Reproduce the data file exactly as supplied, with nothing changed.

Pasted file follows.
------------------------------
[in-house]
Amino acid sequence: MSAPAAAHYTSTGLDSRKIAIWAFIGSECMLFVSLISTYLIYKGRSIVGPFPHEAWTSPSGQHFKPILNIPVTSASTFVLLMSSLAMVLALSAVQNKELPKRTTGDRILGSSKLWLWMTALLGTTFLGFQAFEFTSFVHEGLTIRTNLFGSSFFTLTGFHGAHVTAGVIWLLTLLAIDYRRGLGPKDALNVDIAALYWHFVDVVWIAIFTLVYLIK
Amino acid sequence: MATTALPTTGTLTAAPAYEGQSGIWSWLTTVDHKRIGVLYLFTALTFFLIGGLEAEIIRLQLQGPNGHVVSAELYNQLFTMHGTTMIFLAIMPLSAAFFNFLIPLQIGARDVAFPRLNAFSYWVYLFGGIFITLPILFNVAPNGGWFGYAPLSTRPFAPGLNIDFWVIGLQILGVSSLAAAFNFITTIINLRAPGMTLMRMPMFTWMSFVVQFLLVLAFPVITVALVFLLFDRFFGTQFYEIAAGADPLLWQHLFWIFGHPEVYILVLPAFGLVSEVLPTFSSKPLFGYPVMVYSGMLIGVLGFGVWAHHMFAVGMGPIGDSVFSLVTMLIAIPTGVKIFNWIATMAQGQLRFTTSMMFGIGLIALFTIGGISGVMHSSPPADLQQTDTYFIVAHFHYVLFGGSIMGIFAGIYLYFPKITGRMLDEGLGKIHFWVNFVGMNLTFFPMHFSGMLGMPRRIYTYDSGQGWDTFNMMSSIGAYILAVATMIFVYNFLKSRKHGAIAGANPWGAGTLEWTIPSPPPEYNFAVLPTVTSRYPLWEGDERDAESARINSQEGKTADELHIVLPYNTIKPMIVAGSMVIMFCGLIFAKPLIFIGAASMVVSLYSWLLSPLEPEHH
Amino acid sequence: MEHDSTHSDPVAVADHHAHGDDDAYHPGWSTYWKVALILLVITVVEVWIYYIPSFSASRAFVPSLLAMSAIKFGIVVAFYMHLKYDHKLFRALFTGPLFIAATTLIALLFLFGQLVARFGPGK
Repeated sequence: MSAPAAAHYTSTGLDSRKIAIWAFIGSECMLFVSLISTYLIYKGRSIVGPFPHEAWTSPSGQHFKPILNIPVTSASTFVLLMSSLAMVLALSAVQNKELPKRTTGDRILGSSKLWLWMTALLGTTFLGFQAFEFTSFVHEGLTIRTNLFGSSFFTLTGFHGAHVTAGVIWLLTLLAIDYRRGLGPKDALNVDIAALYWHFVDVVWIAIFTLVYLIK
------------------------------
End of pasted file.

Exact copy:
[in-house]
Amino acid sequence: MSAPAAAHYTSTGLDSRKIAIWAFIGSECMLFVSLISTYLIYKGRSIVGPFPHEAWTSPSGQHFKPILNIPVTSASTFVLLMSSLAMVLALSAVQNKELPKRTTGDRILGSSKLWLWMTALLGTTFLGFQAFEFTSFVHEGLTIRTNLFGSSFFTLTGFHGAHVTAGVIWLLTLLAIDYRRGLGPKDALNVDIAALYWHFVDVVWIAIFTLVYLIK
Amino acid sequence: MATTALPTTGTLTAAPAYEGQSGIWSWLTTVDHKRIGVLYLFTALTFFLIGGLEAEIIRLQLQGPNGHVVSAELYNQLFTMHGTTMIFLAIMPLSAAFFNFLIPLQIGARDVAFPRLNAFSYWVYLFGGIFITLPILFNVAPNGGWFGYAPLSTRPFAPGLNIDFWVIGLQILGVSSLAAAFNFITTIINLRAPGMTLMRMPMFTWMSFVVQFLLVLAFPVITVALVFLLFDRFFGTQFYEIAAGADPLLWQHLFWIFGHPEVYILVLPAFGLVSEVLPTFSSKPLFGYPVMVYSGMLIGVLGFGVWAHHMFAVGMGPIGDSVFSLVTMLIAIPTGVKIFNWIATMAQGQLRFTTSMMFGIGLIALFTIGGISGVMHSSPPADLQQTDTYFIVAHFHYVLFGGSIMGIFAGIYLYFPKITGRMLDEGLGKIHFWVNFVGMNLTFFPMHFSGMLGMPRRIYTYDSGQGWDTFNMMSSIGAYILAVATMIFVYNFLKSRKHGAIAGANPWGAGTLEWTIPSPPPEYNFAVLPTVTSRYPLWEGDERDAESARINSQEGKTADELHIVLPYNTIKPMIVAGSMVIMFCGLIFAKPLIFIGAASMVVSLYSWLLSPLEPEHH
Amino acid sequence: MEHDSTHSDPVAVADHHAHGDDDAYHPGWSTYWKVALILLVITVVEVWIYYIPSFSASRAFVPSLLAMSAIKFGIVVAFYMHLKYDHKLFRALFTGPLFIAATTLIALLFLFGQLVARFGPGK
Repeated sequence: MSAPAAAHYTSTGLDSRKIAIWAFIGSECMLFVSLISTYLIYKGRSIVGPFPHEAWTSPSGQHFKPILNIPVTSASTFVLLMSSLAMVLALSAVQNKELPKRTTGDRILGSSKLWLWMTALLGTTFLGFQAFEFTSFVHEGLTIRTNLFGSSFFTLTGFHGAHVTAGVIWLLTLLAIDYRRGLGPKDALNVDIAALYWHFVDVVWIAIFTLVYLIK